UBS's Blessing sees impact of trade tensions in China
By Brenna Hughes Neghaiwi and Angelika Gruber
ZURICH, Sept 11 (Reuters) - UBS is seeing the
impact of a global trade war in Asia, where geopolitical jitters
are prompting investors to trade less, Wealth Management
Co-President Martin Blessing told Reuters on Tuesday.
Growing trade tensions have especially weighed on business
in China, where investor worries have seen Chinese equities fall
this year, the Swiss-based co-head of the world's largest wealth
manager said in an interview.
"The U.S. is still going very strong, while the Chinese
stock market is quite down this year if you look at the Shanghai
index," Blessing said. "Investors in Asia see more negative
impact of the trade debate and are more worried about it."
Falling markets tend to lead to less trading as clients
become more risk averse, and also reduce the net interest income
and fees the bank is able to generate as investment volumes and
deposits go down.
"When markets are going down people tend to trade less – not
more," Blessing said. "We are clearly closer to the end of the
cycle than the beginning."
The bank believes the trade war debates will extend beyond
U.S. mid-term elections in November, Blessing warned, so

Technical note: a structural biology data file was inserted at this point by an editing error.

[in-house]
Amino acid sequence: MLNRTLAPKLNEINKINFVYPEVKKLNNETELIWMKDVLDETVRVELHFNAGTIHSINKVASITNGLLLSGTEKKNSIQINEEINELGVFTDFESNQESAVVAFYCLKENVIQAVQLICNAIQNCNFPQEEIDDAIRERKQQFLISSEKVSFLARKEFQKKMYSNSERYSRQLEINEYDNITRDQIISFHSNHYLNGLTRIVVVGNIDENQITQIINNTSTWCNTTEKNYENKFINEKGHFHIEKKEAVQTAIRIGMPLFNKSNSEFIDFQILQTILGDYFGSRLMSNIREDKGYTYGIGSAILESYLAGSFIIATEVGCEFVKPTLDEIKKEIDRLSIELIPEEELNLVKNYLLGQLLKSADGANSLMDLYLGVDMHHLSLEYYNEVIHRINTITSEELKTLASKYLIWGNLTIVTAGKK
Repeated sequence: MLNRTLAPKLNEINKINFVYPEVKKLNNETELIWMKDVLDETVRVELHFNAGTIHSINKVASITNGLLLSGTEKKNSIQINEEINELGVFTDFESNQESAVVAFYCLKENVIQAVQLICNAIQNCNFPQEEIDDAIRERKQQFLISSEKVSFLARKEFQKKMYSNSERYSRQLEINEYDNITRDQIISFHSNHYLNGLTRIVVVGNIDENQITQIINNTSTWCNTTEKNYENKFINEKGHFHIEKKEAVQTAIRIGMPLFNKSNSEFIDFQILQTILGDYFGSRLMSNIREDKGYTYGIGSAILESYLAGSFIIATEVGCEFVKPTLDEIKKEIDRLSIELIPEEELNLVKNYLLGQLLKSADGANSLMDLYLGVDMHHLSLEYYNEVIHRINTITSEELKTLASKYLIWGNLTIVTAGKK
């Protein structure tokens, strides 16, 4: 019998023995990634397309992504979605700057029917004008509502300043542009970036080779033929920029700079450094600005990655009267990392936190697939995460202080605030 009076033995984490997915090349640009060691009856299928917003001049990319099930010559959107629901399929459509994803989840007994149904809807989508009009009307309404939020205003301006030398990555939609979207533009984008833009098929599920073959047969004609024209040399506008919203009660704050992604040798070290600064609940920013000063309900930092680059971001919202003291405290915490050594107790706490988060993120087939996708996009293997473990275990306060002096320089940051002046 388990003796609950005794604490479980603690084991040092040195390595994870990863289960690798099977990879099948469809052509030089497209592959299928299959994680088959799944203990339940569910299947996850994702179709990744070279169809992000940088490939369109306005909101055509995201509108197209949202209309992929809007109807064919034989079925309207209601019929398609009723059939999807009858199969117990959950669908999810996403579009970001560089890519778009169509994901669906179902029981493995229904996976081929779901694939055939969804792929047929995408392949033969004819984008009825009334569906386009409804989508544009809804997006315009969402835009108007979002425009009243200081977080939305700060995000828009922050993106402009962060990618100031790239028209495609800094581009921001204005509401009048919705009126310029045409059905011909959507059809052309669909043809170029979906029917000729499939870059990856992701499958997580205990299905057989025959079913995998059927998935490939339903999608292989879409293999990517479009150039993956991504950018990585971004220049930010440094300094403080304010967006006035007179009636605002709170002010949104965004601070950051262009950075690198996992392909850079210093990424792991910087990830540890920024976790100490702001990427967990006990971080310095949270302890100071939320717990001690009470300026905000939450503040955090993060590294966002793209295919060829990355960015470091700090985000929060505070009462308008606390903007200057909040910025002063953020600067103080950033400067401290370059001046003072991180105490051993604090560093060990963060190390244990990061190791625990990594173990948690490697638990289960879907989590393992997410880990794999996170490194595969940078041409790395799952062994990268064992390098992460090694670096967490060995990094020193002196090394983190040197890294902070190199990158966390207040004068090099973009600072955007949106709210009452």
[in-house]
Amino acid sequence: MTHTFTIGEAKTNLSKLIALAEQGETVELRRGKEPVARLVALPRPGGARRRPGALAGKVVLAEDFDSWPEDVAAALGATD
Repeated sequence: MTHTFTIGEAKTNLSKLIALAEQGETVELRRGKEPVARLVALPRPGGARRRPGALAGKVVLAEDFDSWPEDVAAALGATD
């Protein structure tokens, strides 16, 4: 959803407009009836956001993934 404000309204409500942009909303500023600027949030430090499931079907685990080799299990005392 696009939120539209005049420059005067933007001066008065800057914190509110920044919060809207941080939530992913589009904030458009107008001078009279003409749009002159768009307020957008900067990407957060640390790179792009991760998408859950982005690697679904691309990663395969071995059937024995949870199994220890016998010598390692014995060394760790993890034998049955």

tensions and the global economic impact may yet rise.
The bank, however, takes a mid- to long-term view in
determining investment allocations, as opposed to reacting to
rapidly shifting discussions which have a short-term impact.
Blessing took over UBS's international wealth management
business, offering private banking to millionaires and
billionaires outside North America, in January, the same month
it announced it would merge its two regional divisions into one
He had led the global business jointly with his U.S.-based
counterpart Tom Naratil since February.
Over the past three years, the bank's net new money growth
of 2.1 to 2.2 percent has fallen at the lower end of the 2-4
percent target for 2018 to 2020 instated earlier this year.
Its non-U.S. wealth management unit had previously targeted
growth of 3-5 percent, while its Wealth Management Americas unit
had targeted 2-4 percent growth.
It will provide an investor update in London on Oct. 25.
(Reporting by Brenna Hughes Neghaiwi and Angelika Gruber;
Editing by Michael Shields)
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